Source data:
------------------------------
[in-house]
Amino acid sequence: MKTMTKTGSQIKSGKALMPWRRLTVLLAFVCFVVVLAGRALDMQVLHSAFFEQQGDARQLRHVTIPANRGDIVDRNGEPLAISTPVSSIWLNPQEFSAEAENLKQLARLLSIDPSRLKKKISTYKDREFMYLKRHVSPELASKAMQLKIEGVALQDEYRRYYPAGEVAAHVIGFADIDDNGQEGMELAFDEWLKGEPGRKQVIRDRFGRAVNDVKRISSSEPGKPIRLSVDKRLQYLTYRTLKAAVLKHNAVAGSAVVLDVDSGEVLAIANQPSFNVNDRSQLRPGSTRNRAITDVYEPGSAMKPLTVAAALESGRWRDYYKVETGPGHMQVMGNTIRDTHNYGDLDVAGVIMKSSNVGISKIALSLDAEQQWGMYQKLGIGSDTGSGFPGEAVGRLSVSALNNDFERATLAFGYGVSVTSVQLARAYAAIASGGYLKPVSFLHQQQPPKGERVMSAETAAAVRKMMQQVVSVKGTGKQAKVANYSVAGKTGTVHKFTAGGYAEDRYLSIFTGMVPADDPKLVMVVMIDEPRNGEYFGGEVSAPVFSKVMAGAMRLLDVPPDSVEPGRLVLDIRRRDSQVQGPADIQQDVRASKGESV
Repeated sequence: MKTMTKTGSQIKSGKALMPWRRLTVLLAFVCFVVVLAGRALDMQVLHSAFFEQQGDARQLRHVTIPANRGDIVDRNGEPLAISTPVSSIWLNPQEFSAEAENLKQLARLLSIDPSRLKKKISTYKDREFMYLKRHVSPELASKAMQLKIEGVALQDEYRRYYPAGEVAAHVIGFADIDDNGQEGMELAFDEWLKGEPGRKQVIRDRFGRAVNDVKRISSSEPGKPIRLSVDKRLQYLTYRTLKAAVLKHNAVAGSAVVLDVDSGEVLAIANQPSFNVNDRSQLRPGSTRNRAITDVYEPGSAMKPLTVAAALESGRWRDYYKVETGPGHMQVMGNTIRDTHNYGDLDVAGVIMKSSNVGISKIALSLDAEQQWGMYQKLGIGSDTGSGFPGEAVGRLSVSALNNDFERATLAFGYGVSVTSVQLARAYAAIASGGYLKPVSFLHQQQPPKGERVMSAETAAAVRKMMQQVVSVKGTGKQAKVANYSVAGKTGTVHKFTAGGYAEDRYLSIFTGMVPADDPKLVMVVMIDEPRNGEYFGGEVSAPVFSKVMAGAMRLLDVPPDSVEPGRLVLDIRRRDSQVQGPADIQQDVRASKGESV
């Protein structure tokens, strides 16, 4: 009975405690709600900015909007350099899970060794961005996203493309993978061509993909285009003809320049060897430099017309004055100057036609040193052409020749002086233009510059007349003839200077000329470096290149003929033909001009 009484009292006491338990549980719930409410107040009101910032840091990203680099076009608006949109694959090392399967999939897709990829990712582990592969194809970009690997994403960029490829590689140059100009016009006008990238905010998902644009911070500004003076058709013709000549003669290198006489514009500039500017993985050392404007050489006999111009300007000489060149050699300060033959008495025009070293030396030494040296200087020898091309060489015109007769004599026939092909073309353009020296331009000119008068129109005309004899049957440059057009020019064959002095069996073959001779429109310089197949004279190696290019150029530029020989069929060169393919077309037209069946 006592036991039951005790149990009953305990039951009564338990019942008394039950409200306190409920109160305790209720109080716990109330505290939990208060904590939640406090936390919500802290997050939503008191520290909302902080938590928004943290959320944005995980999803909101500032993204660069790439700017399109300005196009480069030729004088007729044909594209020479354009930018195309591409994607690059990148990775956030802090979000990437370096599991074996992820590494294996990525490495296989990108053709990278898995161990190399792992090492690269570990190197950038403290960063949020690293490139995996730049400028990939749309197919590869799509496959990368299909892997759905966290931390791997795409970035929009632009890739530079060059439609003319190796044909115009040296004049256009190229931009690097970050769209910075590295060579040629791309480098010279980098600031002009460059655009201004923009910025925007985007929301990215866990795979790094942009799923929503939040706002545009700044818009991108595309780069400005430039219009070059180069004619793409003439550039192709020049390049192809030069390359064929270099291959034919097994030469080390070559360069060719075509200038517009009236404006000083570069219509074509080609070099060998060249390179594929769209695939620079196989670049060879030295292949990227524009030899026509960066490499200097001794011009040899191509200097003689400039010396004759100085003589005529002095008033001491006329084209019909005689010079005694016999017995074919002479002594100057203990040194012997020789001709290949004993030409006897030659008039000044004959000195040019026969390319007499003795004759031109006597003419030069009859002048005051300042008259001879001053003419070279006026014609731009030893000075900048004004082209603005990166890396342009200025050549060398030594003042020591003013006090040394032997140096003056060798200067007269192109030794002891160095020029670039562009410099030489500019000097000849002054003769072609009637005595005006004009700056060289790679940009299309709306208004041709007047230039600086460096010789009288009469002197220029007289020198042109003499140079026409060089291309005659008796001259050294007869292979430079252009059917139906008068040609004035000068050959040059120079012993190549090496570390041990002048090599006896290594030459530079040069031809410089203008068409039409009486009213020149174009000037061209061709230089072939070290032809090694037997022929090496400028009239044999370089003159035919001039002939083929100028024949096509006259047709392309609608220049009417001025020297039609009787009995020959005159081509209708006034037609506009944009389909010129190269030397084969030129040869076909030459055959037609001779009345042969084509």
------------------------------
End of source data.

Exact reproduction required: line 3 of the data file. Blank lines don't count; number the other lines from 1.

Repeated sequence: MKTMTKTGSQIKSGKALMPWRRLTVLLAFVCFVVVLAGRALDMQVLHSAFFEQQGDARQLRHVTIPANRGDIVDRNGEPLAISTPVSSIWLNPQEFSAEAENLKQLARLLSIDPSRLKKKISTYKDREFMYLKRHVSPELASKAMQLKIEGVALQDEYRRYYPAGEVAAHVIGFADIDDNGQEGMELAFDEWLKGEPGRKQVIRDRFGRAVNDVKRISSSEPGKPIRLSVDKRLQYLTYRTLKAAVLKHNAVAGSAVVLDVDSGEVLAIANQPSFNVNDRSQLRPGSTRNRAITDVYEPGSAMKPLTVAAALESGRWRDYYKVETGPGHMQVMGNTIRDTHNYGDLDVAGVIMKSSNVGISKIALSLDAEQQWGMYQKLGIGSDTGSGFPGEAVGRLSVSALNNDFERATLAFGYGVSVTSVQLARAYAAIASGGYLKPVSFLHQQQPPKGERVMSAETAAAVRKMMQQVVSVKGTGKQAKVANYSVAGKTGTVHKFTAGGYAEDRYLSIFTGMVPADDPKLVMVVMIDEPRNGEYFGGEVSAPVFSKVMAGAMRLLDVPPDSVEPGRLVLDIRRRDSQVQGPADIQQDVRASKGESV